Singapore M&A picking up; Short-term momentum favours USD


Low valuations have helped Singapore stocks to weather macro concerns and uncertainties. Short-term momentum indicators have turned in favour of the USD again.
Joanne Goh, Philip Wee09 Jul 2019
    Photo credit: AFP Photo


    Equities: Singapore M&A picking up

    Despite on-going macro concerns and uncertainties, the Singapore market clocked its 5th weekly gains last week. We believe this is largely due to its low valuations which has sufficient cushion for downside risks, and at the same time room for expansion. A dovish Fed and trade truce are key drivers, and have also set the stage for more corporate actions as cost of capital is going to become cheaper. As a result, M&A and privatisation activities have started to spring back. YTD, more than 10 companies have been absorbed from public listing or are in the process of being bought out. This is much higher than the whole of last year, and also exceeds the deals done in 2017. Factors driving the M&A wave include cost savings from being delisted when funding needs are not needed, especially for cash rich companies. Management may see the need to restructure and streamline operations, and to focus on long term goals.

    We identify Singapore stocks in the Tech, F&B, REITs, and Healthcare sectors as potential M&A and privatisation candidates.

    FX: Short-term momentum indicators have reversed for the USD and currencies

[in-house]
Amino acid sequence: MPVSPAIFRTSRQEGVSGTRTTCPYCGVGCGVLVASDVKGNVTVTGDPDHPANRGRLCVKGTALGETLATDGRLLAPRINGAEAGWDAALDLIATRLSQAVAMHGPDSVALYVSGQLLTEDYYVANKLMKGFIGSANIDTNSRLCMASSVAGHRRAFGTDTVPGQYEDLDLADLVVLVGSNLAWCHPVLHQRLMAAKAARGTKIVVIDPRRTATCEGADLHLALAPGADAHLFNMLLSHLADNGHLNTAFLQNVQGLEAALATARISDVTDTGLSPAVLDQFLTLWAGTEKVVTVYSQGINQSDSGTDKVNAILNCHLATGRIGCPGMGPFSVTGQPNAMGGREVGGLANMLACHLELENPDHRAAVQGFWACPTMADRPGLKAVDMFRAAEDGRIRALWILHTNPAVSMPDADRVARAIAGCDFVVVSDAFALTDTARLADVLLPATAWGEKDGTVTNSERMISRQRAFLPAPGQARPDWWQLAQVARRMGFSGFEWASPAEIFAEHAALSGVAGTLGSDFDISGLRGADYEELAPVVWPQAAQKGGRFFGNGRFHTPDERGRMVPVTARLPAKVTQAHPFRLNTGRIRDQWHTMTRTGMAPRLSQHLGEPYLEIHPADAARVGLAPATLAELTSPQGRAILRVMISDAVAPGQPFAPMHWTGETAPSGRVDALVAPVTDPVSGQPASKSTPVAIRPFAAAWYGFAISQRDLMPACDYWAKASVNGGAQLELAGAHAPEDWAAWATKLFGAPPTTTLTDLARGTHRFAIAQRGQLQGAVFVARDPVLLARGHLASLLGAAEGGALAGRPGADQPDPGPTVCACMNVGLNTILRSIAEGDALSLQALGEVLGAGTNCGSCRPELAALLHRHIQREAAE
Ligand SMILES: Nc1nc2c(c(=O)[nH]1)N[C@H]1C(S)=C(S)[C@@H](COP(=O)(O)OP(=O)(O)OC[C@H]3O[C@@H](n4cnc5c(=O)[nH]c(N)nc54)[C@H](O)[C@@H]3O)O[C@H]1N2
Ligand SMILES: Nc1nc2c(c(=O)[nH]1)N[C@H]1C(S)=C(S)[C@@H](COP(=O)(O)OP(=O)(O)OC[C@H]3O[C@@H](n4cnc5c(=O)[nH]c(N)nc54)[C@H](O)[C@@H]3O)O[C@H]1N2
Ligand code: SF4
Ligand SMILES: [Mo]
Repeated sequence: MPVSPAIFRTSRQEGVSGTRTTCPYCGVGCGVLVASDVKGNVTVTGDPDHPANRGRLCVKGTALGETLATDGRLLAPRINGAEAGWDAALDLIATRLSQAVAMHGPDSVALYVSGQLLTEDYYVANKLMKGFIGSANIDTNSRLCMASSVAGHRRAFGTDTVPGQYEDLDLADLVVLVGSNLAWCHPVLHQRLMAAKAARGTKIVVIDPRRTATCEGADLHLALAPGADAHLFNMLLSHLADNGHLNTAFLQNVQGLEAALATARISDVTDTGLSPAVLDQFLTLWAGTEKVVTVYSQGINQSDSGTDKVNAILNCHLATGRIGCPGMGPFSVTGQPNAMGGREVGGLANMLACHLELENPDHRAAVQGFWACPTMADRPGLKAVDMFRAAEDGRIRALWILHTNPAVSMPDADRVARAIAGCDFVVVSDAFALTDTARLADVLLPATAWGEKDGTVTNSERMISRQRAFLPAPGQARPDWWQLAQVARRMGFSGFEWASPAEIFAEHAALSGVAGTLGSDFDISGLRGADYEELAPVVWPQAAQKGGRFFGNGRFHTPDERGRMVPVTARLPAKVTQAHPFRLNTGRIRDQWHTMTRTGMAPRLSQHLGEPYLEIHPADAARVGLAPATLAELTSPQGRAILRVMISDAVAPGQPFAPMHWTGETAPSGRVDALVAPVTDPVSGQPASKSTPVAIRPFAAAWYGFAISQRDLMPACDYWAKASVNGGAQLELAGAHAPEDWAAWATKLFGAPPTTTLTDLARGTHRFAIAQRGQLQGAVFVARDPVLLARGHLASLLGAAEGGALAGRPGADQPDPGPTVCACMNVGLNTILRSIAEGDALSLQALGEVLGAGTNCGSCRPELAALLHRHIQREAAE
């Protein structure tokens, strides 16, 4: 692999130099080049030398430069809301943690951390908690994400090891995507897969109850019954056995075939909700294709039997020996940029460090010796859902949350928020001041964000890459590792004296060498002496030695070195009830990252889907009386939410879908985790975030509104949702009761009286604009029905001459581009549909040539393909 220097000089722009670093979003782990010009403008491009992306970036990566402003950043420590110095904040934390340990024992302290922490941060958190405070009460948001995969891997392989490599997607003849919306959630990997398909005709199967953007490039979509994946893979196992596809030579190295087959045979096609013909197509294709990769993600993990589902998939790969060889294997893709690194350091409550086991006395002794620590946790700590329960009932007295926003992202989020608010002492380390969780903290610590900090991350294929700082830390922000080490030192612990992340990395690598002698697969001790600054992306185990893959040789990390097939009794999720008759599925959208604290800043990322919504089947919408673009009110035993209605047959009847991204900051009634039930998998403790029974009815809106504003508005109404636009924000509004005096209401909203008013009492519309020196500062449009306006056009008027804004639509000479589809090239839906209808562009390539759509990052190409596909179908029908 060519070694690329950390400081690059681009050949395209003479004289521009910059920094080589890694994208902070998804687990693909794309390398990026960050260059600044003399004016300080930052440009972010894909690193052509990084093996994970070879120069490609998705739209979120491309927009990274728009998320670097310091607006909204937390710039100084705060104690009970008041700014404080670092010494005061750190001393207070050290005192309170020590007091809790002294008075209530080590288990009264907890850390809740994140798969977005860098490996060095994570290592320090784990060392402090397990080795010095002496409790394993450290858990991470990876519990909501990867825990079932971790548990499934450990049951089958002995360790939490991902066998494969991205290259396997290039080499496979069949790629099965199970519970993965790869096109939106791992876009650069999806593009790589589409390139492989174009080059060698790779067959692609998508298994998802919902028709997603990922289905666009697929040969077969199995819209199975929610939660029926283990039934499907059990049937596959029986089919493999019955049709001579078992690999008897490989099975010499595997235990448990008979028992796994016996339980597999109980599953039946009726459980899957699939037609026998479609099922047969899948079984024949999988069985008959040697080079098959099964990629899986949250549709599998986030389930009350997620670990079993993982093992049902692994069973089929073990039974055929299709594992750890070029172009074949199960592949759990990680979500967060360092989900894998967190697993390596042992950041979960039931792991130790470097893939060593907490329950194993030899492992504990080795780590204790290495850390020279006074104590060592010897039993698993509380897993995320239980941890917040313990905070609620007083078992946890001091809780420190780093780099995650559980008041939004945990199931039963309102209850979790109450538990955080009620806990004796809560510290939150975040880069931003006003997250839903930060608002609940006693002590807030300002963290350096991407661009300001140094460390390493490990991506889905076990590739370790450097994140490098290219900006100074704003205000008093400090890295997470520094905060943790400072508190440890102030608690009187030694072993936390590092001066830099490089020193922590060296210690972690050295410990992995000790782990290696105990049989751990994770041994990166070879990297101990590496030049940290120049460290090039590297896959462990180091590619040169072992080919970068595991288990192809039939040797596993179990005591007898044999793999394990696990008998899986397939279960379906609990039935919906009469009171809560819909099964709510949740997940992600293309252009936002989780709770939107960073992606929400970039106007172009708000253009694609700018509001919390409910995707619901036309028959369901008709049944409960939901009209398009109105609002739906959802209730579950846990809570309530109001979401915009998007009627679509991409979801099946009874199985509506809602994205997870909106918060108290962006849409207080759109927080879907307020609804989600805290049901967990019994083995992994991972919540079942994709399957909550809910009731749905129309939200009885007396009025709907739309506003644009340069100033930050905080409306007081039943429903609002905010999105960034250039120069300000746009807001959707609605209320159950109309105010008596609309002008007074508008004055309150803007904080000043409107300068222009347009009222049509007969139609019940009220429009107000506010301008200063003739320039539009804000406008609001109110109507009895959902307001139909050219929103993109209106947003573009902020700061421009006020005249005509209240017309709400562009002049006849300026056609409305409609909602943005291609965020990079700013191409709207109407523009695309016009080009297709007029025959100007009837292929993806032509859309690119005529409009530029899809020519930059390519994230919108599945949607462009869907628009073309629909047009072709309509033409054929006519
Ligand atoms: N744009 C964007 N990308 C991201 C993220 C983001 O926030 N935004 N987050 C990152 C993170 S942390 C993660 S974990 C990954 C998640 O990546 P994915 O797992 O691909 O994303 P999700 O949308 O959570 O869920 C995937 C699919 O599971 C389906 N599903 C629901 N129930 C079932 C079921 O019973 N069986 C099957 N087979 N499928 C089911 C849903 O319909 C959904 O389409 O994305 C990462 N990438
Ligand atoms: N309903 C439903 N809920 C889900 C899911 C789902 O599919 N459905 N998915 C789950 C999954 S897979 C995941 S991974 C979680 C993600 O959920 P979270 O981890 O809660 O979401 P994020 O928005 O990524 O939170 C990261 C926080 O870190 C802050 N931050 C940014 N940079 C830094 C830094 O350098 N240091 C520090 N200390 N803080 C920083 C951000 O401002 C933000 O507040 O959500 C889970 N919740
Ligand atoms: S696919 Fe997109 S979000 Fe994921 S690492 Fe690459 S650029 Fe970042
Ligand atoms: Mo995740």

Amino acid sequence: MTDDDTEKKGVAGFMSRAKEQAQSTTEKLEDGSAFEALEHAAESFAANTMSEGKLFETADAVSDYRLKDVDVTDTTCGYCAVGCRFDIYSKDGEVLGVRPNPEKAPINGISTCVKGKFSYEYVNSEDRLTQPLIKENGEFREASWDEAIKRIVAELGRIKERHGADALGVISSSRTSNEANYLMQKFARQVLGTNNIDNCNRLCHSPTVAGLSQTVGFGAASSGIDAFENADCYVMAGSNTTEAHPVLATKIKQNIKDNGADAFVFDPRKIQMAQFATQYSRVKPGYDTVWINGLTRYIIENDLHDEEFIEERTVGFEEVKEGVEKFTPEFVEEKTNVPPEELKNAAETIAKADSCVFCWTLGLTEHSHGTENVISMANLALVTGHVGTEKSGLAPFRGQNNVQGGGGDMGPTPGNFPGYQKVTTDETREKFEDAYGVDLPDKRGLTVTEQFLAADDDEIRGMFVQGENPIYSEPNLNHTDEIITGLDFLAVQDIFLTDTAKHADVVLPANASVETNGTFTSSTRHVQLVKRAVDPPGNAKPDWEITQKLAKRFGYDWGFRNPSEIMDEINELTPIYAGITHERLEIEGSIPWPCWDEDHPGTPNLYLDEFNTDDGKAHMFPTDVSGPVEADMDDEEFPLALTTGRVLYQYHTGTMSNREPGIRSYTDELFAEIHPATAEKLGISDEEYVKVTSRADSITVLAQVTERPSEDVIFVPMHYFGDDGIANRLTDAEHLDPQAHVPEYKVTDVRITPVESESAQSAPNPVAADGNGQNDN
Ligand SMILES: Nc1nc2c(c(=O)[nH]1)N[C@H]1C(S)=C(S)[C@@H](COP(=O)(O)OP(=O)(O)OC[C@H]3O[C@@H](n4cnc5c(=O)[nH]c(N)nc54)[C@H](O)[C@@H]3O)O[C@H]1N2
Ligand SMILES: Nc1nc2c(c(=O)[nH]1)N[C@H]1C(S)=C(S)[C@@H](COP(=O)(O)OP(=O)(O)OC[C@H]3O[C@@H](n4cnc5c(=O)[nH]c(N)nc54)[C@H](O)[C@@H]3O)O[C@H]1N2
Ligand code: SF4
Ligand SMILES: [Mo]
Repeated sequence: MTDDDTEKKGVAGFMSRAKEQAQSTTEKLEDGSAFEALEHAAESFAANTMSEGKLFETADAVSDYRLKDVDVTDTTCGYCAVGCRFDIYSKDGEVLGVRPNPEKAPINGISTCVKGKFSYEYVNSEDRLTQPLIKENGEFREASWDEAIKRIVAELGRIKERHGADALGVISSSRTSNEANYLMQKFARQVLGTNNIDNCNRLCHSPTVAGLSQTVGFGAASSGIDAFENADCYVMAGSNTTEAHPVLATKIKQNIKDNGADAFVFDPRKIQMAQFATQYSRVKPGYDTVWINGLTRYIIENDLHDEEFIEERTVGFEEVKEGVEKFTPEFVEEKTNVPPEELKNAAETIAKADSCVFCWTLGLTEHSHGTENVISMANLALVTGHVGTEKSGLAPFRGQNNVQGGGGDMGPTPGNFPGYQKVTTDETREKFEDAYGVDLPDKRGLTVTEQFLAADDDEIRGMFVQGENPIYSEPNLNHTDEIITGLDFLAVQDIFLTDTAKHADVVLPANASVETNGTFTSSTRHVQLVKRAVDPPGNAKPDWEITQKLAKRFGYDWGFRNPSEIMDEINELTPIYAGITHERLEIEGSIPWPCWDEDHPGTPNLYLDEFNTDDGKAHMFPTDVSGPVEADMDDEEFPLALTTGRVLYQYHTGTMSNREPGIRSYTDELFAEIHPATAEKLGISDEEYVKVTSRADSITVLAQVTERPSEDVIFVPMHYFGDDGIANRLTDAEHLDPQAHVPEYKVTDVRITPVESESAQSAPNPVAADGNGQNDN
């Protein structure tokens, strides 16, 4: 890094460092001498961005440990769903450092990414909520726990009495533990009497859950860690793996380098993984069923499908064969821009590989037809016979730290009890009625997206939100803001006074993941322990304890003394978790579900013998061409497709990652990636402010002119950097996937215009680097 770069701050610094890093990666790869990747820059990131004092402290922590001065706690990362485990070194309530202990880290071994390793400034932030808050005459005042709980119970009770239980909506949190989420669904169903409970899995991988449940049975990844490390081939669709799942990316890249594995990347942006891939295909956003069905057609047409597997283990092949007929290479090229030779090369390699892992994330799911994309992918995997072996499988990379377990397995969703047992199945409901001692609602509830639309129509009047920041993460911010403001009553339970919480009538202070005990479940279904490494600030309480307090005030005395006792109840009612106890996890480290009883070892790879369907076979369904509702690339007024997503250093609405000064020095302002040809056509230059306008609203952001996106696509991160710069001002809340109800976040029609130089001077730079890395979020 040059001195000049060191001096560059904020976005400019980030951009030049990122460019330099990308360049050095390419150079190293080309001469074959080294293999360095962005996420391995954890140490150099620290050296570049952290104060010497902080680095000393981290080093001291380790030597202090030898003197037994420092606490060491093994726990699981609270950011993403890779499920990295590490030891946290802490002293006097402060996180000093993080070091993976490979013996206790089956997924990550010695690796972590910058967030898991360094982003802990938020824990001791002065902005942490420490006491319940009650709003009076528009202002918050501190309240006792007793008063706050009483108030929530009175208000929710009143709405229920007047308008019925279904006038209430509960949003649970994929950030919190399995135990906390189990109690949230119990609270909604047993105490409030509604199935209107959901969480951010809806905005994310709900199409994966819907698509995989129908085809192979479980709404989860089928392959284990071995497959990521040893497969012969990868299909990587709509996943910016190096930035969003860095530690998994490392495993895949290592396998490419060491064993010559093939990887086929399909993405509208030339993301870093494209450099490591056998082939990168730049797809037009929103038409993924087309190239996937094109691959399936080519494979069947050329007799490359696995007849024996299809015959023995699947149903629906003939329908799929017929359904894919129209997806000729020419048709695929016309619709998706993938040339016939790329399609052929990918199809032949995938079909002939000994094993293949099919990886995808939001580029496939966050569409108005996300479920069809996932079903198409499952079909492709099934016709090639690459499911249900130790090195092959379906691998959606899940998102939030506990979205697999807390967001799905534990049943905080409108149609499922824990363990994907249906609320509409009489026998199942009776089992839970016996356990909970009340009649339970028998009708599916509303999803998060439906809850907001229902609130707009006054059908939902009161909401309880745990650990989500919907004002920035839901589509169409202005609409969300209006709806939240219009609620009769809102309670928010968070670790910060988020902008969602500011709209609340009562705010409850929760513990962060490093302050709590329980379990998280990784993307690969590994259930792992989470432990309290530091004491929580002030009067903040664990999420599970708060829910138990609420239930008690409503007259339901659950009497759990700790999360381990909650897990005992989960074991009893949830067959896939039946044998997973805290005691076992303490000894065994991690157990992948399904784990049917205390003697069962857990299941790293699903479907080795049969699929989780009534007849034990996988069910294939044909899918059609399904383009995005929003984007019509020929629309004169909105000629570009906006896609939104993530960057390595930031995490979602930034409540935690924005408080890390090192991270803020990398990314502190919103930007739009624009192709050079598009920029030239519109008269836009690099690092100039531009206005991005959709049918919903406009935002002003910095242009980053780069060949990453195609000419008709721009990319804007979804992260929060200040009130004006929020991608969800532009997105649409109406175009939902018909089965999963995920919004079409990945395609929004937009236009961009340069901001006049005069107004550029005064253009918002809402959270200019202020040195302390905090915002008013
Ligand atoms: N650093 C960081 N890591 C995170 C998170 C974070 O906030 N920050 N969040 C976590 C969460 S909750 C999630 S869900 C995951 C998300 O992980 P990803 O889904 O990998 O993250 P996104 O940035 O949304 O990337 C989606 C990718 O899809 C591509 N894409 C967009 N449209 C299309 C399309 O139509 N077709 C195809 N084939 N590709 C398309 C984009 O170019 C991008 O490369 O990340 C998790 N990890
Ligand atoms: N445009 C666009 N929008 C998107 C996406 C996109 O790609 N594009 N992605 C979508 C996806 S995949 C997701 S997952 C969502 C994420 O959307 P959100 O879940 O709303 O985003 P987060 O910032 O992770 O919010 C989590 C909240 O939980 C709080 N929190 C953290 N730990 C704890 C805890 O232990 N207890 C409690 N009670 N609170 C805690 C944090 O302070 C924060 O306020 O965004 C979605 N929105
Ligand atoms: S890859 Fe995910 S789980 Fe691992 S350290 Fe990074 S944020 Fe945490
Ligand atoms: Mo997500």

The short-term momentum for the US dollar and other currencies have, between June and July, switched places. The USD Index (DXY) depreciated 1.7% in June, its worst monthly fall since January 2018. The DXY closed at 97.38 on July 8, near the 97.75 level it ended in May. The volatility has been driven mostly by aggressive bets for a 50 bps Fed cut in July from the Fed opening the door for insurance cuts against further escalation in China-US trade tensions. Fed Chairman Jerome Powell’s semi-annual testimonies to US lawmakers on Wednesday and Thursday could extend the USD’s recovery if he sets the stage for the Fed to be patient on rate cut. Last Friday’s stronger-than-expected US payrolls has opened a door for the Fed to await more data to gauge the resilience of the US economy to global headwinds.


     
    If the Fed adopts a neutral-to-dovish stance, Developed Currencies would be pressured by their own dovish stances. For example, Australia has delivered two back-to-back cuts in May-June. The Bank of England is warning of rate cuts should the UK crash out of the EU without a deal on October 31. The European Central Bank officials have joined together on the need for more stimulus for the weak Eurozone economy. Regarding Emerging Asian currencies, Fed cut doubts could not eclipse the relief from the China-US tariff ceasefire struck at the G20. Payback was highest in countries experiencing export recessions especially the South Korean won, the Taiwan dollar and the Singapore dollar. The mid-rate for the Chinese yuan has been trapped in a 6.95-6.90 range after the tit-for-tat tariffs in May. Markets are no longer overly optimistic about a trade deal anytime soon and is wary of another growth slowdown in China’s GDP data next Monday. 


     

    Joanne Goh

    Regional Equity Strategist
    joannegohsc@dbs.com


     

    Philip Wee

    FX Strategist - G3 & Asia
    philipwee@dbs.com


     


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